The benchmark indices rallied on Thursday, with the Sensex posting its biggest single-day gain since January 31 and the Nifty zooming past the 11,000-mark on reports that the government was planning a rollback of the higher tax surcharge on foreign portfolio investors (FPIs).
The Sensex rose 637 points, or 1.74 per cent, to end at 37,327, while the Nifty50 index gained 177 points, or 1.63 per cent, to settle at 11,032.
Finance Minister Nirmala Sitharaman is facing pressure to roll back controversial tax measures introduced last month as foreign investors pull funds out of the Indian markets and automakers and other manufacturers report falling sales and job cuts. She has commenced a series of meetings with industry participants to address their concerns and decide on steps needed to bolster the economy.
Besides optimism over some positive announcement from the government, a sharp slide in the oil prices helped ease some concerns on the macroeconomic front. Brent crude prices have declined 12 per cent to $57 a barrel so far this month. Also, China’s move to fix the yuan rate at a stronger-than-expected level helped assuage fears of a currency war and further flare-up in trade tensions. Most global markets, too, rallied on Thursday.
Domestic stocks have seen a considerable correction since the Union Budget presentation on July 5. Budget proposals such as an increase in tax surcharge on FPIs, introduction of 20 per cent tax on share buybacks, and the move to increase the free float in all listed companies by 10 per cent to 35 per cent have disappointed investors. Also, lack of measures to shore up growth has sparked concerns of a prolonged downturn in the economy.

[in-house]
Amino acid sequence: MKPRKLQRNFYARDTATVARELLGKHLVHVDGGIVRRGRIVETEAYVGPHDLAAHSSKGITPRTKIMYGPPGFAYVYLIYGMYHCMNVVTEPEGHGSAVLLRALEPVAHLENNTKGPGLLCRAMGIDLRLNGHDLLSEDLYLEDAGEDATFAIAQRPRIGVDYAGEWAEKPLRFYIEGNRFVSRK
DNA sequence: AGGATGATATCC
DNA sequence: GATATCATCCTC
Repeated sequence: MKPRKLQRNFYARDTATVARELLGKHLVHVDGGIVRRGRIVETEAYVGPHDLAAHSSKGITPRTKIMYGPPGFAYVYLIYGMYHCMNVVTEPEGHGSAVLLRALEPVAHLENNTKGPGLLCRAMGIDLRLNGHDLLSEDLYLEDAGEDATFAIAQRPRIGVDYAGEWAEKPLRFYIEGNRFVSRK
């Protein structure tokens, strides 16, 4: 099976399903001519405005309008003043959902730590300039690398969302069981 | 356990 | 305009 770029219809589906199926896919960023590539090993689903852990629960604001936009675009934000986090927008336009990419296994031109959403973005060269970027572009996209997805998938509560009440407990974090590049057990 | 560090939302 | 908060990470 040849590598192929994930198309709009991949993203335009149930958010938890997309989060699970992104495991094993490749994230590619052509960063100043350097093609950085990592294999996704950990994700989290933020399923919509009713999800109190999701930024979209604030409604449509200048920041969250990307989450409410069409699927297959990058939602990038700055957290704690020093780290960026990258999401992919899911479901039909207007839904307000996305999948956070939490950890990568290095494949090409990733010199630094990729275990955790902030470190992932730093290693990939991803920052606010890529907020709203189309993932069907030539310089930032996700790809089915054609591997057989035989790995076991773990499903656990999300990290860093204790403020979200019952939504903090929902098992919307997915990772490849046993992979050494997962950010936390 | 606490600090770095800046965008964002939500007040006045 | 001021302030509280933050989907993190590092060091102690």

The benchmark indices have slid more than 6 per cent since the Budget, while the broader markets have come off even more. Some analysts say the latest correction is a buying opportunity.
“We are in buy territory. While a V-shaped recovery in share prices depends on policy action, our indicators suggest that investors with a bit of patience will likely be rewarded well in the next 12 months,” wrote Ridham Desai, managing director, Morgan Stanley India, in a note.
“Indian equities look attractive in a relative context amid subdued oil prices, global trade tensions and better relative valuations in what is a low-return world,” said Desai. “Policy action is still needed to protect India’s relative performance, which has sunk since the Union Budget.”
What has hit sentiment most is the higher tax surcharge on overseas investors, who have pulled out nearly Rs 22,000 crore from domestic equities since the Budget. Though the surcharge was aimed at the super-rich, FPIs with non-corporate structures or trusts have been caught in the crosshairs.
“Quite a few FPIs are international mutual funds structured as trusts. The increased surcharge has affected them since funds are floated based on a stable and predictable tax regime,” said U R Bhat, director, Dalton Capital Advisors. “If you did not have the prospect of a higher tax, FPIs will be more inclined to invest in India,” said Andrew Holland, CEO of Avendus Capital Public Markets Alternate Strategies.
Barring three, all Sensex stocks ended with gains, with HCL Technologies rallying the most at 6.4 per cent, followed by Tata Motors, which rose 5.6 per cent. Mahindra & Mahindra and Bajaj Auto rallied around 4 per cent each. Shares of Reliance Industries jumped nearly 4 per cent and made a 136-point contribution to Sensex gains.
With inputs from Reuters